The good, the bad, and the state's bank guarantee scheme

The Labour Party didn't vote against the 2008 Credit Institutions (Financial Support) Bill, which legislated for the bank guarantee, because it opposed the guarantee or even its scope. By Vincent Browne.

Four years ago this month, the Dáil debated and then endorsed the bank guarantee scheme, which has cost this society at least €64 billion.

The current government is spending a large part of its time trying to persuade our EU partners to help us undo the damage the guarantee did to us.

Reilly's primary care centre controversy rumbles on

Minister for Health James Reilly’s addition of two towns in his own constituency – Balbriggan and Swords – to a list of primary care centres is still causing controversy, two weeks after this story broke. Despite rounds of questioning in the Dáil and long media outings by Minister Reilly, we are no clearer now on how they got on the list and what criteria were used to compile the list. By Sara Burke.

There is a government commitment to develop primary care centres (PCCs). There are three ways of funding those centres –

Children's rights amendment offers feeble protection from abuse and neglect

We are being asked to vote on a defective constitutional proposal that extends weak protection to our children from abuse and neglect. By Vincent Browne.

There is a straightforward question to be asked about the proposed constitutional amendment concerning children. It is: why does it not include the oft-quoted and approved aspiration of the 1916 Proclamation: “cherishing all the children of the nation equally”?

Gilmore has sold out more than just Shortall

When it's eventually all over, of what exactly will Labour's leading lights be proud? By Vincent Browne.

Eamon Gilmore's excruciation during his interview on 27 September with Richard Crowley of RTÉ betrayed a realisation that his failure to stand by Róisín Shortall was not just an act of personal disloyalty, but of disloyalty to what Labour supposedly stands for, and of disloyalty to the constituency which the party supposedly represents.

Gilmore unable "to publicly articulate another context" on Shorthall resignation

In a leaked email to Labour Party colleagues, Party Chairman and Galway East TD Colm Keaveney said "there is another context to the [Roisin Shorthall] story that [Eamon Gilmore] has not been able to publicly articulate, given the media atmosphere at this time". Keaveney wrote that this context "needs to be discussed with the party's members" and that he is "working with the Party Leader on convening a meeting of the Central Council for early November".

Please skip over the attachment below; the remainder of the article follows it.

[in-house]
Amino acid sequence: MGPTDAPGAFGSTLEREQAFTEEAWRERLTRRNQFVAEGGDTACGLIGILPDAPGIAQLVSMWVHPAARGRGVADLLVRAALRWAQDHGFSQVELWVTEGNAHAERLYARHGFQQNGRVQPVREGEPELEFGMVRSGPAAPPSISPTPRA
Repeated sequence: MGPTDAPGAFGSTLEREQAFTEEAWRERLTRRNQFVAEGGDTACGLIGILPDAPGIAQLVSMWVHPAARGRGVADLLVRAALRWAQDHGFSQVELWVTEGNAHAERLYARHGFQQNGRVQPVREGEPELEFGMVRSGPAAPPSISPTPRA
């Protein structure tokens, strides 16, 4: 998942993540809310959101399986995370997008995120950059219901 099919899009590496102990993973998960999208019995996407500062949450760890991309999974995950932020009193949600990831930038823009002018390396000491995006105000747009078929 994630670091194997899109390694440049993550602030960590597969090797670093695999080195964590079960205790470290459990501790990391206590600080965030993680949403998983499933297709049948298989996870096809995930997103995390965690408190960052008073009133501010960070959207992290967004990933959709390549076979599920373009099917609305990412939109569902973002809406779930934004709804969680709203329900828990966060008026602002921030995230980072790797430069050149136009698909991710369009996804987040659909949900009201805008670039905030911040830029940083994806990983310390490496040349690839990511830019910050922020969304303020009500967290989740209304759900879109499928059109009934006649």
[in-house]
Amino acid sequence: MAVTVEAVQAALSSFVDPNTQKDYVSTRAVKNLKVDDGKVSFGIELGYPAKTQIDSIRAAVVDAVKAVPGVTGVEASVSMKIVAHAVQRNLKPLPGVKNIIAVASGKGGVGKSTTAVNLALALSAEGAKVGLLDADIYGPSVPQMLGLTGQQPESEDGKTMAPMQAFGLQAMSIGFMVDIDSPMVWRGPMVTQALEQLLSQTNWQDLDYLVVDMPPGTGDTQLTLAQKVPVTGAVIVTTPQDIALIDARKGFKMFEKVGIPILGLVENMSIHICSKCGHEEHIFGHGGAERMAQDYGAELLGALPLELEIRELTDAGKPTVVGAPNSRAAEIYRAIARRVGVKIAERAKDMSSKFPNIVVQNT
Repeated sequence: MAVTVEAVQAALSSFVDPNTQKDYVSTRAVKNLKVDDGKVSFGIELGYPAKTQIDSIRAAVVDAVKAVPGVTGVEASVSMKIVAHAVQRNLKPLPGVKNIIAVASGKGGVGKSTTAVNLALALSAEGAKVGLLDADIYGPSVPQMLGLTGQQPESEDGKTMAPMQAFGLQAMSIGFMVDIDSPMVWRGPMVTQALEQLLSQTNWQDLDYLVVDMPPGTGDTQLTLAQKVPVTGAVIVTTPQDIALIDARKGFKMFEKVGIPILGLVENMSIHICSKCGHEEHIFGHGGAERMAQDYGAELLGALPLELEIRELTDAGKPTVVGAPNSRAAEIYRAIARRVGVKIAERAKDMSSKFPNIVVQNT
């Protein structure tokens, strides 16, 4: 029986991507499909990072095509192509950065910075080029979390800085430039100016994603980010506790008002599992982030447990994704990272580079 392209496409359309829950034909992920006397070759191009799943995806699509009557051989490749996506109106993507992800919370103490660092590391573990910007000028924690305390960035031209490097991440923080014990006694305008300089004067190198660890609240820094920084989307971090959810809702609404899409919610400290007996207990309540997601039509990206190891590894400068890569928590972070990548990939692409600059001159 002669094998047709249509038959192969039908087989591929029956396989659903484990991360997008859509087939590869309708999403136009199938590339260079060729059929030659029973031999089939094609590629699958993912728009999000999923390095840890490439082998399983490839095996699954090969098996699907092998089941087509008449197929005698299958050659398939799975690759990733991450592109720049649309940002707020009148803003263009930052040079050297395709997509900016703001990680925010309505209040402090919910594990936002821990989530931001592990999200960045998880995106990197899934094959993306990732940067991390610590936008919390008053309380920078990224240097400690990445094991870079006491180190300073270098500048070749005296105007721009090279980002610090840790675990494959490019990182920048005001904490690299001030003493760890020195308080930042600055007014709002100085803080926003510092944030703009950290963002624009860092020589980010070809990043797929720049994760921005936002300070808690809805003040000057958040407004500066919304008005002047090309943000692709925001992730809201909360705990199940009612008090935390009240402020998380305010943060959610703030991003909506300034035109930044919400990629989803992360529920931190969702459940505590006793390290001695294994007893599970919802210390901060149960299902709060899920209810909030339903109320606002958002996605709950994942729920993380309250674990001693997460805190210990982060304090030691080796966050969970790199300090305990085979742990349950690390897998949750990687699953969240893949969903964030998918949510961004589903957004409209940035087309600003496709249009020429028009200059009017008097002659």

The human and economic costs of deportation

Today sees the launch of a campaign by Anti-Deportation Ireland against the system of direct provision and the practice of deportation. Anti-Deportation Ireland (ADI) is a national network of activists, asylum seekers, refugees, community workers, trade unionists, and academics who have come together to campaign against forced deportation in Ireland, and for the abolition of the direct provision system.

The choices around cutting child benefit

If we see universal child benefit being systematically dismantled in the next Budget, while we retain tax breaks that massively benefit people with the highest incomes, then the fundamental values underpinning Ireland's budgetary policy need to be questioned. By Nat O'Connor.

Constitutional amendment on children's rights deficient in many ways

Forty-six years ago (in 1966) three High Court judges adjudicated in a case where a child, born to unmarried parents, was adopted. Subsequently the natural parents married each other and made an application to have their child returned to them, after it was found that the adoption order concerning their child had been invalid.

By this time the child was aged 17 months and had bonded securely with his/her adopted parents and, aside from that, concerns were raised about the capacity of the natural mother to parent the child adequately.

Are Syrian lives less worthy?

While trying to understand what is happening in our modern history and how the world is handling revolutions and fights for liberty, I find myself in front of a big question mark and no common sense, wisdom or intellect can help me understand. Didn't our ancestors fight for human rights, to reach for a life in peace and freedom with equal rights for all? By Sumou Al Nassea, Syrian activist.